I don’t know why I feel the need to confess. Perhaps it’s my Catholic upbringing (it really sticks with you). Anyway, here it goes: Lately I’ve subjected my photo blog and it’s followers, viewers and perusers to blurry digital photos and even some photos not-courtesy of my Nikon (aka iPhone shots). My relationship with my Nikon D3100 (aka “Steve”) had begun to deteriorate as of late. I tried babying him with a few spa-like treatments; it didn’t help. I bought him a new battery and charged the crap out of it before giving it to him; it didn’t help. I thought for sure that the auto focus (Yes, I cheat sometimes … i use the auto focus. There I said it.) feature was b-r-o-k-e-n. The situation had become dire. It was time to make a decision. Option 1: Coax him into renewing our once-happy relationship; Option 2: Take him to the DSLR doctor for some digital Viagra, or Option 3: End our relationship once and for all. None of those options looked good to me, but something had to be done.
I tossed and turned trying to decide what to do about our loss of focus. For almost a week I was “Sleepless in South Carolina.” Then one night as I sat up suddenly. And just as I began begging the Tylenol PM on the TV screen to jump out of digital land and into my hand, I had an epiphany. I jogged into the living room and grabbed my camera bag off of the shelf. I grabbed Steve and looked deep into his lens and I said, “I know what’s wrong and I’m going to fix it.” I slowly turned him over, ever so slightly, and looked for the switch on his lens that said “A” and “M.” As I had suspected, he just needed to re-dress from right to left. And as fast as that, it was all over – the end of our issues. Our relationship was back on track and in focus. “Ahhh.”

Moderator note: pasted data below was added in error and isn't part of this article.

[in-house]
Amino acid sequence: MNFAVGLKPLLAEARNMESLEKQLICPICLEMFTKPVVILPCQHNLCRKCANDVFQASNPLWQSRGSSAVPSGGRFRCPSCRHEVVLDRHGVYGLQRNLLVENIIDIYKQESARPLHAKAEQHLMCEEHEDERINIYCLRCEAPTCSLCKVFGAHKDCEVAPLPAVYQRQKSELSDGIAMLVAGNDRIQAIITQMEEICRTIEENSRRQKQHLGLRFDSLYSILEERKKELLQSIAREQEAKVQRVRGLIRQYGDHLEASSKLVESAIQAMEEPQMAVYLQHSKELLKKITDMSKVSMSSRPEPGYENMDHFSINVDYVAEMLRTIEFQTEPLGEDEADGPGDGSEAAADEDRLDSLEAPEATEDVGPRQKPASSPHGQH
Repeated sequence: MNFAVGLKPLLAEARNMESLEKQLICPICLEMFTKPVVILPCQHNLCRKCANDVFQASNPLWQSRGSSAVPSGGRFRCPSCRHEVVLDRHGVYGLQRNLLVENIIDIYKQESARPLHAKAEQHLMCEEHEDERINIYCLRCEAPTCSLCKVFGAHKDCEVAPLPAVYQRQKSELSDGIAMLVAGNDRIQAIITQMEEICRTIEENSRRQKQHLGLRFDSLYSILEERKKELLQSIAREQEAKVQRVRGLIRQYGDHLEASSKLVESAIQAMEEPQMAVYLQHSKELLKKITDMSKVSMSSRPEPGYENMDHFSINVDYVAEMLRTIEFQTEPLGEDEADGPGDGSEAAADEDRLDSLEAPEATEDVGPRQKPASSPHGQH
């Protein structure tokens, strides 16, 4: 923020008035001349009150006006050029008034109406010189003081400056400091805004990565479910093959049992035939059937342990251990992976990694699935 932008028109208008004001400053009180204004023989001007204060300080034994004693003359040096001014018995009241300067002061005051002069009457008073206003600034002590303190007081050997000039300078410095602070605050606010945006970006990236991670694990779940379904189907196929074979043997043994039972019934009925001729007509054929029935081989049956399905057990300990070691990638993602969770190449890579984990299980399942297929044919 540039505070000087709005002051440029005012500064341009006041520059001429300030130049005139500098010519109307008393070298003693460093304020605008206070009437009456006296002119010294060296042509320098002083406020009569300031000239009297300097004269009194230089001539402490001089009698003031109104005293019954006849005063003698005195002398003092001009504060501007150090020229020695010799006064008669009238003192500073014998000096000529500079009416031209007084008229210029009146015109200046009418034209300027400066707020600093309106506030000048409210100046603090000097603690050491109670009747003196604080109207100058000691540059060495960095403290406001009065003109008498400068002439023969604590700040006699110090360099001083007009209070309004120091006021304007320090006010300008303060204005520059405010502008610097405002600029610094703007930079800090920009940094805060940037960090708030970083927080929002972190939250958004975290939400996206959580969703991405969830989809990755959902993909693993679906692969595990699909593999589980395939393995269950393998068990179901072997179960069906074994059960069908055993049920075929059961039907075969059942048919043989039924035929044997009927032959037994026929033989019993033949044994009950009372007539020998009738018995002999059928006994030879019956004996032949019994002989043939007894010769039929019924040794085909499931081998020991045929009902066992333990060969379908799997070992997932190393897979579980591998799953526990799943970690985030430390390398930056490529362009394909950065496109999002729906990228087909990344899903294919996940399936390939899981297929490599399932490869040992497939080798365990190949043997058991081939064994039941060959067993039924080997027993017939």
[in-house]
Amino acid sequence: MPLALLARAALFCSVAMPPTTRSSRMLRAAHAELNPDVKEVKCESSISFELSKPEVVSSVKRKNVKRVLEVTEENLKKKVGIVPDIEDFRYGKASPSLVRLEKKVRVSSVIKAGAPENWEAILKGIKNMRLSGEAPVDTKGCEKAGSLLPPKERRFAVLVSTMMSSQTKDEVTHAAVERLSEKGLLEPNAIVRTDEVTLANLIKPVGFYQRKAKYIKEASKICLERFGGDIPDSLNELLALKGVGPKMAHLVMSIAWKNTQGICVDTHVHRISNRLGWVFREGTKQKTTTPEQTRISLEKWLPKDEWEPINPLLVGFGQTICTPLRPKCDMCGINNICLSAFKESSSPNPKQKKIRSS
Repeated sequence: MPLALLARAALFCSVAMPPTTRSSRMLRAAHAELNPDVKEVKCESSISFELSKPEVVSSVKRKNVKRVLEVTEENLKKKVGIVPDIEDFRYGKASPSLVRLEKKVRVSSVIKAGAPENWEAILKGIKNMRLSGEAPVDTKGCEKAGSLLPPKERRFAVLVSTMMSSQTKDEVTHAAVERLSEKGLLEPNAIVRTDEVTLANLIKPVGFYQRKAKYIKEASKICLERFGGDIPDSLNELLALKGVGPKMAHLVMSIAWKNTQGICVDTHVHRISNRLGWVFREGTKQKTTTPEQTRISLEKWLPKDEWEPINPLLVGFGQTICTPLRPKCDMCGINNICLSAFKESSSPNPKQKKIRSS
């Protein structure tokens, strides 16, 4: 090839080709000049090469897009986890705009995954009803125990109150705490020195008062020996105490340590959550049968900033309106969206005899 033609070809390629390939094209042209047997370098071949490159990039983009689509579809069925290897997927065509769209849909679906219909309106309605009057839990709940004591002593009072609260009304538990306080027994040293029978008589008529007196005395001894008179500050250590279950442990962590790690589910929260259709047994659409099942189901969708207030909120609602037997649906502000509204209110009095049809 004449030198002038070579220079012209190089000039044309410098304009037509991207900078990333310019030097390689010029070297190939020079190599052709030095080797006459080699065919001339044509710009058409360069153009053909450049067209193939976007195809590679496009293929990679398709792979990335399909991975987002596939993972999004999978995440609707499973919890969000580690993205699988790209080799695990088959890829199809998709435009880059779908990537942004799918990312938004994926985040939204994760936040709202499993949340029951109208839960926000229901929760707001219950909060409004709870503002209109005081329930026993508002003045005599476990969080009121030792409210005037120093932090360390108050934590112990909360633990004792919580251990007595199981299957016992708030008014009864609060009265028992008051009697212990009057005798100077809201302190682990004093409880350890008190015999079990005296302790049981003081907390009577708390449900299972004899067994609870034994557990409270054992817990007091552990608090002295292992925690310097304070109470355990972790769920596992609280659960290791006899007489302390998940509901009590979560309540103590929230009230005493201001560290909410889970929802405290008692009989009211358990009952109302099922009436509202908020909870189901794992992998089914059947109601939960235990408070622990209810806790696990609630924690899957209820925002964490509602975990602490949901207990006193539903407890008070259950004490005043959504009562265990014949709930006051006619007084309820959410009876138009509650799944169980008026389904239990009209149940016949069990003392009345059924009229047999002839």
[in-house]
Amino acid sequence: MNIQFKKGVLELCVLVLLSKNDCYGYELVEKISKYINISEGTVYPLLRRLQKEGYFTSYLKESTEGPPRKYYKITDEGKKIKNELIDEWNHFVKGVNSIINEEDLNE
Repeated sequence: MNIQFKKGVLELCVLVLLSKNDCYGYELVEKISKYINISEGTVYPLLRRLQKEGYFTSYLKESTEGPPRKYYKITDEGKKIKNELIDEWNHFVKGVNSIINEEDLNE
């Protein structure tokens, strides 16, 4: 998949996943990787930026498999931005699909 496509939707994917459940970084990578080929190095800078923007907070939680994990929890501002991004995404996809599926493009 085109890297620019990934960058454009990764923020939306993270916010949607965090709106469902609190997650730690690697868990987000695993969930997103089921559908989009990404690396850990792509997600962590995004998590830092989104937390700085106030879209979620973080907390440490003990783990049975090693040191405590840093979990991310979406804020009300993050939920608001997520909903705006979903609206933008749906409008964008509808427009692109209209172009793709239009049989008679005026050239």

I have to thank, in great measure, a book I bought on Kindle when I first got together with Steve. “Nikon D3100 for Dummies,” by Julie Adair King, was a life-saver. Not that the technical documentation that came with the camera wasn’t sufficient, it was just written in a style I couldn’t quite grasp, and … the print was really, really small. Julie is an actual photographer, not a manufacturer, so she speaks to you like a person without all the techy-talk. She covers every nook and cranny from Aperture to Zoom.
Steve and I will be going out together and capturing life and living it to the fullest again, possibly as soon as this weekend. Thanks for stopping by; stay tuned for more in-focus, in-depth digital media.